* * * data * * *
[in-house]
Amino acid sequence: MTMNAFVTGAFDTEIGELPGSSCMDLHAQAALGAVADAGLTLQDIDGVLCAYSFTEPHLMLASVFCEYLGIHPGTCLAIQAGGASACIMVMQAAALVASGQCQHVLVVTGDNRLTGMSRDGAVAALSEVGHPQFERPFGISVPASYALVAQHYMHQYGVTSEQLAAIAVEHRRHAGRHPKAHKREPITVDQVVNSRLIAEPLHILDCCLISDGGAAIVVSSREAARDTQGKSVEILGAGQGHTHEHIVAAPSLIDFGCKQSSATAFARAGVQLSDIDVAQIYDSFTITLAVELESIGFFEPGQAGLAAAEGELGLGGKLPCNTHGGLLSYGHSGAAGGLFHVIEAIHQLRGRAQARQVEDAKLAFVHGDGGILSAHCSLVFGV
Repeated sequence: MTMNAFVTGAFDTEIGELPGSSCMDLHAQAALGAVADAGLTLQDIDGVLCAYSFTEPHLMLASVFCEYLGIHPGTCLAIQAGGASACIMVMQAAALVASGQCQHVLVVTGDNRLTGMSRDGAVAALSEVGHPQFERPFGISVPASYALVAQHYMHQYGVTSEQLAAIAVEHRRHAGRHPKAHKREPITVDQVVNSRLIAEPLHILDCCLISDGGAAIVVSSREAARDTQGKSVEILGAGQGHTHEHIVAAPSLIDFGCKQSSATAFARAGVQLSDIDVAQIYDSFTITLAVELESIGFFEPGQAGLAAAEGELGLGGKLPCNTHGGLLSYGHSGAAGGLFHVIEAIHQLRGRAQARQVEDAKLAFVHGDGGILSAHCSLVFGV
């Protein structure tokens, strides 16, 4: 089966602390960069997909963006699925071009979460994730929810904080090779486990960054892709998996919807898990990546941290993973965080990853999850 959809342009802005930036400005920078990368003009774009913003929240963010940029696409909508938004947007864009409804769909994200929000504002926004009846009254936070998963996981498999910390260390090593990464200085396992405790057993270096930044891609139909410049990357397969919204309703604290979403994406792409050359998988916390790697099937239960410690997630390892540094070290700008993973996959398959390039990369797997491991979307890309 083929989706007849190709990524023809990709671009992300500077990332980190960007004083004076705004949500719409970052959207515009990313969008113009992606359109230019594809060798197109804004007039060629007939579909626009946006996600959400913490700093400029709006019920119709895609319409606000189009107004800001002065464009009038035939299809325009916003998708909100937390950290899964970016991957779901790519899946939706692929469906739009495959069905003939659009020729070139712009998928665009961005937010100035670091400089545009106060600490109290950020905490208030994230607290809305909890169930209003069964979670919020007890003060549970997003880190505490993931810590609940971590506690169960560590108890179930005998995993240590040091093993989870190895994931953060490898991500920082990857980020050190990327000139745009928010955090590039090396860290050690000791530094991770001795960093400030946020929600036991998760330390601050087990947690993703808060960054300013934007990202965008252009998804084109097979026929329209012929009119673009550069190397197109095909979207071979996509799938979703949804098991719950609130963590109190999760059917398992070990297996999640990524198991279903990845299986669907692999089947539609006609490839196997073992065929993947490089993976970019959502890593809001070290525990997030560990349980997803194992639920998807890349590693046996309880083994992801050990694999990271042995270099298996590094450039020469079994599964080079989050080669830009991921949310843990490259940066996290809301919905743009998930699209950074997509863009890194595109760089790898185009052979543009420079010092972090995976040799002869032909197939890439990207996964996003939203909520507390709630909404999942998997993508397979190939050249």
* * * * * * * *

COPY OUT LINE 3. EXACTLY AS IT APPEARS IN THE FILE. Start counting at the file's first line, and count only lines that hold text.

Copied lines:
Repeated sequence: MTMNAFVTGAFDTEIGELPGSSCMDLHAQAALGAVADAGLTLQDIDGVLCAYSFTEPHLMLASVFCEYLGIHPGTCLAIQAGGASACIMVMQAAALVASGQCQHVLVVTGDNRLTGMSRDGAVAALSEVGHPQFERPFGISVPASYALVAQHYMHQYGVTSEQLAAIAVEHRRHAGRHPKAHKREPITVDQVVNSRLIAEPLHILDCCLISDGGAAIVVSSREAARDTQGKSVEILGAGQGHTHEHIVAAPSLIDFGCKQSSATAFARAGVQLSDIDVAQIYDSFTITLAVELESIGFFEPGQAGLAAAEGELGLGGKLPCNTHGGLLSYGHSGAAGGLFHVIEAIHQLRGRAQARQVEDAKLAFVHGDGGILSAHCSLVFGV